Methanol is one of the world's most widely used chemicals - and as "green methanol" it has the potential to shape the energy revolution in marine propulsion systems, for example for tugs, yachts, fast ferries and coastal shipping. It is precisely this future that Rolls-Royce is currently making a reality with the development of a new engine for its mtu brand: "We are already using methanol as a fuel on a daily basis in thermodynamic tests with our technology demonstrator on the test bench," explains Mathias Müller, technical project manager for development projects at Rolls-Royce's Power Systems business unit. Müller and his team are working on a high-speed, methanol-fueled gasoline engine for commercial shipping. "In the second half of the 2020s, we will need such solutions!" reminds Müller of the urgency of the development.
Clear commitment to methanol as fuel for green shipping
At the presentation of the development project last December, Denise Kurtulus, Vice President Global Marine at Rolls-Royce Power Systems, already underlined the importance of the project: "With the new development of mtu methanol engines, we want to lead the way as pioneers in the marine industry," she said. She added that the company is clearly committed to e-methanol as a fuel for green shipping. The new mtu engine is intended to set standards - so the project has the potential to be a real game-changer.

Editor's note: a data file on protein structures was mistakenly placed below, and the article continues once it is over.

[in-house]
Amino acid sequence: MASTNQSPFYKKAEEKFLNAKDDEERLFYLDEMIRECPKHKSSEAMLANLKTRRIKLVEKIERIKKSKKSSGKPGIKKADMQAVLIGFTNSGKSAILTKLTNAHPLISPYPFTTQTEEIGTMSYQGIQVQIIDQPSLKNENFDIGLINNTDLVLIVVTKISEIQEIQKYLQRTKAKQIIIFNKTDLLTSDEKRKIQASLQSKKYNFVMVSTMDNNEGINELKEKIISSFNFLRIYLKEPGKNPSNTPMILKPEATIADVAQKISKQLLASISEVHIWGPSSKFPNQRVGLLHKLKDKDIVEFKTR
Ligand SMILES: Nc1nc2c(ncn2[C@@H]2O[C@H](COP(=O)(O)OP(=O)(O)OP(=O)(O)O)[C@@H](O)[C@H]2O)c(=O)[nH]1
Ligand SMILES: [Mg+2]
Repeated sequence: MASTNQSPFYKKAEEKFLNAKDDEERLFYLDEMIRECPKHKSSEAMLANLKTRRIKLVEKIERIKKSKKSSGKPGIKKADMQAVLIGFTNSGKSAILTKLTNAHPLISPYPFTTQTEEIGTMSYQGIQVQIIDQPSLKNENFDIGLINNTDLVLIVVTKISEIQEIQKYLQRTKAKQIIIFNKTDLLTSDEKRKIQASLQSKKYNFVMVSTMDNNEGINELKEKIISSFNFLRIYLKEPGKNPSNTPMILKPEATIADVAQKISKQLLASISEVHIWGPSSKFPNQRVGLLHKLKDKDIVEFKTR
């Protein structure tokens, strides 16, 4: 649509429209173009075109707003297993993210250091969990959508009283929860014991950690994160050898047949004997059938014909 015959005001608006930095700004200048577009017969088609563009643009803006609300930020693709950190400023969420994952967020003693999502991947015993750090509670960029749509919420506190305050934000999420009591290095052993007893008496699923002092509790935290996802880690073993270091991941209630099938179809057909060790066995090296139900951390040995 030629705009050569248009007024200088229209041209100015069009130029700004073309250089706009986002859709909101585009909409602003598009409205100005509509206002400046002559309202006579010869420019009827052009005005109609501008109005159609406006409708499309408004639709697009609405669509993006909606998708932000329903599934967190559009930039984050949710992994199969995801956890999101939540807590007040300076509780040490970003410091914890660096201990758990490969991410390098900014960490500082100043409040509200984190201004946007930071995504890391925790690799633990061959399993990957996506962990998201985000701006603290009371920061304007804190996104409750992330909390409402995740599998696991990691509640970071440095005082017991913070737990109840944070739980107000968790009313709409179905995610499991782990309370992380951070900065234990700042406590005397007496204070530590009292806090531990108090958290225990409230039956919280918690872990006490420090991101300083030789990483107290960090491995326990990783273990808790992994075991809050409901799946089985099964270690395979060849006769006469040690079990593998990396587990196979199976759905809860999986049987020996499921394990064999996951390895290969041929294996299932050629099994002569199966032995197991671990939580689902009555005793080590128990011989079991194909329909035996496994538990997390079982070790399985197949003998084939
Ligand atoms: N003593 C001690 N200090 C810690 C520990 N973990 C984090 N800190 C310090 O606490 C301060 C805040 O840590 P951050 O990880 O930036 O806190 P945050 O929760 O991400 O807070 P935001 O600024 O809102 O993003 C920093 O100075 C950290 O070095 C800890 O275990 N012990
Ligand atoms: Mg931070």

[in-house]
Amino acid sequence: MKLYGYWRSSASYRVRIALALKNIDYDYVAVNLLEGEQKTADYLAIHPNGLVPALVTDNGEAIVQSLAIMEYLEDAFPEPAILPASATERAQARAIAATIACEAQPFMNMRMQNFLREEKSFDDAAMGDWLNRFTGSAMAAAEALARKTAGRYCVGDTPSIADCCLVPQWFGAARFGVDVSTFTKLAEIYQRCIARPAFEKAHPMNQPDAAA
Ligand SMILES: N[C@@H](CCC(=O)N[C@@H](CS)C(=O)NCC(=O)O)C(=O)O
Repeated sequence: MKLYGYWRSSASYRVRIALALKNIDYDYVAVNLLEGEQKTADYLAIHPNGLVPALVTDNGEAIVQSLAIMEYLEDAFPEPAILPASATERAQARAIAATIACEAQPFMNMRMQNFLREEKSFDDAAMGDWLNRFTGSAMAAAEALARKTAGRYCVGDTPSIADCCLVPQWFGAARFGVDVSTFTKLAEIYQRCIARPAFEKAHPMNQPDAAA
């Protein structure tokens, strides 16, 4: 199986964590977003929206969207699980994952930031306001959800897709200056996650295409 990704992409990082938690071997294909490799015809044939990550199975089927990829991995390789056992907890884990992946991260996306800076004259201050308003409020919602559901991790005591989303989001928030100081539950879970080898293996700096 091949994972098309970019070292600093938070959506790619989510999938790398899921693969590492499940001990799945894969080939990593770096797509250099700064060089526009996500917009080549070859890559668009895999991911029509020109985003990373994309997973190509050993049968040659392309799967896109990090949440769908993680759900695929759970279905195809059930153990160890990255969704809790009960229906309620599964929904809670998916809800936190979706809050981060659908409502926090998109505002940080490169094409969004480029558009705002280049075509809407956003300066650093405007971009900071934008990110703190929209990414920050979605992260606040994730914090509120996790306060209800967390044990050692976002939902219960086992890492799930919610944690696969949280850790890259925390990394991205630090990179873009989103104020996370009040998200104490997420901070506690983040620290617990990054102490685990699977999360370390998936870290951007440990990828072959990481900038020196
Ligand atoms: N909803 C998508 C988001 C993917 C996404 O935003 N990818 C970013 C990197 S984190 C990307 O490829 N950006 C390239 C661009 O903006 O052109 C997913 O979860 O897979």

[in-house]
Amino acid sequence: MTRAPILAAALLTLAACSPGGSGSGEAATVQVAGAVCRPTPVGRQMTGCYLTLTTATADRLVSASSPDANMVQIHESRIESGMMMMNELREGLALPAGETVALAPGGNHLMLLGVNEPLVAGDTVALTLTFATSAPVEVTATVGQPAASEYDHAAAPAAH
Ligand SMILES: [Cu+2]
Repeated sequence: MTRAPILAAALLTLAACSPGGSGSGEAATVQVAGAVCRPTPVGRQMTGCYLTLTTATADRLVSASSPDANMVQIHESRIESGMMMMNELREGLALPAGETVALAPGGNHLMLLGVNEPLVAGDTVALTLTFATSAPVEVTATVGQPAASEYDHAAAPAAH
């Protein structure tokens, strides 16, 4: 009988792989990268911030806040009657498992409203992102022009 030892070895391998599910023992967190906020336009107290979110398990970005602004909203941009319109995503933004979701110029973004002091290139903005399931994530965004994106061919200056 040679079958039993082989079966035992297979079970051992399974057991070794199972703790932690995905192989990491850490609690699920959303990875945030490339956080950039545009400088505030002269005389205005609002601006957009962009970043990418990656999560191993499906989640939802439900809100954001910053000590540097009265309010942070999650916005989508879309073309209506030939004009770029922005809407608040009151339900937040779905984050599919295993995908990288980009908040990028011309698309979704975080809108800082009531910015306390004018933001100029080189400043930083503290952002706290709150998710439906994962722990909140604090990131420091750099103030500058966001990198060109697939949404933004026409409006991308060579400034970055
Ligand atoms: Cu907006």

Mathias Müller, a 34-year-old mechanical engineer, lists the advantages of the concept, whose development will also be funded by the German Federal Ministry of Economics and Climate Protection in the "MeOHmare" project starting in the fall of 2022: "'Green methanol,' so-called e-methanol, has the advantages of a liquid, energy-dense fuel for mobile applications," Müller says. "In addition, we expect its production to be economically competitive and advantageous over other e-fuels in the future. Methanol as a common chemical product is traded and transported worldwide and is, in principle, globally available. The required modifications to existing infrastructure are less than for other alternative gaseous fuels." These points give e-methanol an edge over pure electric propulsion and hydrogen-fueled energy converters in the aforementioned marine applications, as well as over solutions using other e-fuels.
Diesel, gas and methanol engines: what remains, what changes?
The mtu methanol engine will operate according to the Otto process, which has so far been used in the brand's engines mainly in gas engines. Rolls-Royce Power Systems has extensive experience with liquid fuel, primarily through its diesel engines. However, methanol (chemical formula: CH₄O) differs fundamentally from diesel in many chemical and physical parameters. These range from specific energy content, density, evaporation properties and ignition energy to viscosity and lubrication behavior.